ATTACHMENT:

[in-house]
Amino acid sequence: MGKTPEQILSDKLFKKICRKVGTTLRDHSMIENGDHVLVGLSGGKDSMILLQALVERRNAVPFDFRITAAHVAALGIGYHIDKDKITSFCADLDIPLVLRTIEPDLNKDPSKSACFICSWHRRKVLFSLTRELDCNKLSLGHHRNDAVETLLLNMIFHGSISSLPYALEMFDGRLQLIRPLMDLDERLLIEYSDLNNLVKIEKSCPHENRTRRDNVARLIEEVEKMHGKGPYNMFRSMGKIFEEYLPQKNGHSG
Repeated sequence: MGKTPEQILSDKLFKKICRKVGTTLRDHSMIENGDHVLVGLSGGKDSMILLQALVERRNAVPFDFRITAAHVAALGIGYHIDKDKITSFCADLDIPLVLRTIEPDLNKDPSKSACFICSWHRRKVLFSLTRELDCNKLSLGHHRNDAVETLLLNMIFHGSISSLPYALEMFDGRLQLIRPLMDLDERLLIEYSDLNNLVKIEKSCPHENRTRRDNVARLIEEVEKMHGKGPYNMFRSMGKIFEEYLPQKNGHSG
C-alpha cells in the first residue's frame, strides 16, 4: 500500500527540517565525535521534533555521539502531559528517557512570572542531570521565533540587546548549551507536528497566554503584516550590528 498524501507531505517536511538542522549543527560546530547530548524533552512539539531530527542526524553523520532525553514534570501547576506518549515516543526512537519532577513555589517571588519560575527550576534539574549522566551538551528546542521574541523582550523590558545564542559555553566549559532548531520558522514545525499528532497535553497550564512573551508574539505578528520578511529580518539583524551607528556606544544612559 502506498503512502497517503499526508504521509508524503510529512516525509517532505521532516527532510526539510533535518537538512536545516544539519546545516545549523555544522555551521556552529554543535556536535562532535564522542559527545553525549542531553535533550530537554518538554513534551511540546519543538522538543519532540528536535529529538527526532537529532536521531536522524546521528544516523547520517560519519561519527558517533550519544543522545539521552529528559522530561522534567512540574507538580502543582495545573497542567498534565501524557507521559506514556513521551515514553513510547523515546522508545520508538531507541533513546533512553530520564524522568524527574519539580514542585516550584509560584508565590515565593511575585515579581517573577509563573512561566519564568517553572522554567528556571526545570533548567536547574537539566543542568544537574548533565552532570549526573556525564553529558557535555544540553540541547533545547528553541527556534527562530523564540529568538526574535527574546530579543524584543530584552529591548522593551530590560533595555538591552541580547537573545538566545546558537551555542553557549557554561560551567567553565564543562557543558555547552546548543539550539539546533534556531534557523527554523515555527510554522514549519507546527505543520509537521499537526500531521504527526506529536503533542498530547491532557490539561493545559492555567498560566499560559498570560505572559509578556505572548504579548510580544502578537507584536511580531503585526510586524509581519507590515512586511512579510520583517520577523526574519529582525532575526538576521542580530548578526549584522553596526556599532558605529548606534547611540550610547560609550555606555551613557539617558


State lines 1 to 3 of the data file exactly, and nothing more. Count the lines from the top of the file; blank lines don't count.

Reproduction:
[in-house]
Amino acid sequence: MGKTPEQILSDKLFKKICRKVGTTLRDHSMIENGDHVLVGLSGGKDSMILLQALVERRNAVPFDFRITAAHVAALGIGYHIDKDKITSFCADLDIPLVLRTIEPDLNKDPSKSACFICSWHRRKVLFSLTRELDCNKLSLGHHRNDAVETLLLNMIFHGSISSLPYALEMFDGRLQLIRPLMDLDERLLIEYSDLNNLVKIEKSCPHENRTRRDNVARLIEEVEKMHGKGPYNMFRSMGKIFEEYLPQKNGHSG
Repeated sequence: MGKTPEQILSDKLFKKICRKVGTTLRDHSMIENGDHVLVGLSGGKDSMILLQALVERRNAVPFDFRITAAHVAALGIGYHIDKDKITSFCADLDIPLVLRTIEPDLNKDPSKSACFICSWHRRKVLFSLTRELDCNKLSLGHHRNDAVETLLLNMIFHGSISSLPYALEMFDGRLQLIRPLMDLDERLLIEYSDLNNLVKIEKSCPHENRTRRDNVARLIEEVEKMHGKGPYNMFRSMGKIFEEYLPQKNGHSG